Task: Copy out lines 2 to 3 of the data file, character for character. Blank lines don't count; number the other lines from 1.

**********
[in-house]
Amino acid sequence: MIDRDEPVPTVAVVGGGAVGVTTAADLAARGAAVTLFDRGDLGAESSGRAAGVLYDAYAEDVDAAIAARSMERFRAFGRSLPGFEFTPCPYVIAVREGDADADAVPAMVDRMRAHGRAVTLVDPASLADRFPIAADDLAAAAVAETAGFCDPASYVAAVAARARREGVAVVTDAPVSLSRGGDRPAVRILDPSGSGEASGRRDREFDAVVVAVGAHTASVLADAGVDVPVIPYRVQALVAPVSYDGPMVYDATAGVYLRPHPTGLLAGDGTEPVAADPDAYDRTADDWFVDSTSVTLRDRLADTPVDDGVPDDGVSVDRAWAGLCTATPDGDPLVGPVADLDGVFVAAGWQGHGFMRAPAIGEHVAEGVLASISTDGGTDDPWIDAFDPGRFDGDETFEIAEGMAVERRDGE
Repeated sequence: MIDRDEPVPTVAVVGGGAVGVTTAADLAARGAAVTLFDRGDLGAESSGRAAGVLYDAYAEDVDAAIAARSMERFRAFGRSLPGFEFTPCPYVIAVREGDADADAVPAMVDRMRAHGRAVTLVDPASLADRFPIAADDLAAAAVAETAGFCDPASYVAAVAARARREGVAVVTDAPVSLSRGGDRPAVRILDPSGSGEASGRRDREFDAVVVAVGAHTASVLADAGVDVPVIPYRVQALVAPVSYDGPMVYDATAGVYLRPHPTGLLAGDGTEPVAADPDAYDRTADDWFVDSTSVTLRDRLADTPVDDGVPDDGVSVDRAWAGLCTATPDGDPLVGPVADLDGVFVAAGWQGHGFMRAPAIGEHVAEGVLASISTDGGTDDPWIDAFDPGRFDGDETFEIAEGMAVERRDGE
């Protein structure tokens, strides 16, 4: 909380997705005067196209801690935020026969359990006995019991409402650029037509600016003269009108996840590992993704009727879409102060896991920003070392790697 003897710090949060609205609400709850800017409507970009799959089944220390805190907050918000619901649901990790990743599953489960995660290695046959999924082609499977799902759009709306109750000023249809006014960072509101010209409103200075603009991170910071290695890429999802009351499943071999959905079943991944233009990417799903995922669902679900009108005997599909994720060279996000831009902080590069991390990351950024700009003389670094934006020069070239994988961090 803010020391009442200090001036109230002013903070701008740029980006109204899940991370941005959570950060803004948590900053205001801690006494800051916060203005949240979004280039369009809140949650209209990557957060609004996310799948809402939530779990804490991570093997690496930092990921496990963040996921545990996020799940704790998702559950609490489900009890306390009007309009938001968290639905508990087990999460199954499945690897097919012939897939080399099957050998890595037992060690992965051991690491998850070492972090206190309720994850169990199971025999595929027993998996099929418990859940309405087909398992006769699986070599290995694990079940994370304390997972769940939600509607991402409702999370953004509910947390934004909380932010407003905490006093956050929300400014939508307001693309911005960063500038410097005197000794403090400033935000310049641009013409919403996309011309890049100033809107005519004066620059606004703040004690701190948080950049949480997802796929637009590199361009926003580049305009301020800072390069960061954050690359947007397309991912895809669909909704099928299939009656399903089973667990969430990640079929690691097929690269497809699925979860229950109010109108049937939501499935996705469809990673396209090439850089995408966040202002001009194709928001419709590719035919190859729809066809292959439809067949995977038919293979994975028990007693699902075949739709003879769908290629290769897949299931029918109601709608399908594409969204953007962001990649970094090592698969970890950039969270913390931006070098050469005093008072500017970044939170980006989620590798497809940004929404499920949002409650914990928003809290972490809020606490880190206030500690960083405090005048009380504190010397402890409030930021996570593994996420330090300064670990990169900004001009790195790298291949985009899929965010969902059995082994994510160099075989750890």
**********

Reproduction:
Amino acid sequence: MIDRDEPVPTVAVVGGGAVGVTTAADLAARGAAVTLFDRGDLGAESSGRAAGVLYDAYAEDVDAAIAARSMERFRAFGRSLPGFEFTPCPYVIAVREGDADADAVPAMVDRMRAHGRAVTLVDPASLADRFPIAADDLAAAAVAETAGFCDPASYVAAVAARARREGVAVVTDAPVSLSRGGDRPAVRILDPSGSGEASGRRDREFDAVVVAVGAHTASVLADAGVDVPVIPYRVQALVAPVSYDGPMVYDATAGVYLRPHPTGLLAGDGTEPVAADPDAYDRTADDWFVDSTSVTLRDRLADTPVDDGVPDDGVSVDRAWAGLCTATPDGDPLVGPVADLDGVFVAAGWQGHGFMRAPAIGEHVAEGVLASISTDGGTDDPWIDAFDPGRFDGDETFEIAEGMAVERRDGE
Repeated sequence: MIDRDEPVPTVAVVGGGAVGVTTAADLAARGAAVTLFDRGDLGAESSGRAAGVLYDAYAEDVDAAIAARSMERFRAFGRSLPGFEFTPCPYVIAVREGDADADAVPAMVDRMRAHGRAVTLVDPASLADRFPIAADDLAAAAVAETAGFCDPASYVAAVAARARREGVAVVTDAPVSLSRGGDRPAVRILDPSGSGEASGRRDREFDAVVVAVGAHTASVLADAGVDVPVIPYRVQALVAPVSYDGPMVYDATAGVYLRPHPTGLLAGDGTEPVAADPDAYDRTADDWFVDSTSVTLRDRLADTPVDDGVPDDGVSVDRAWAGLCTATPDGDPLVGPVADLDGVFVAAGWQGHGFMRAPAIGEHVAEGVLASISTDGGTDDPWIDAFDPGRFDGDETFEIAEGMAVERRDGE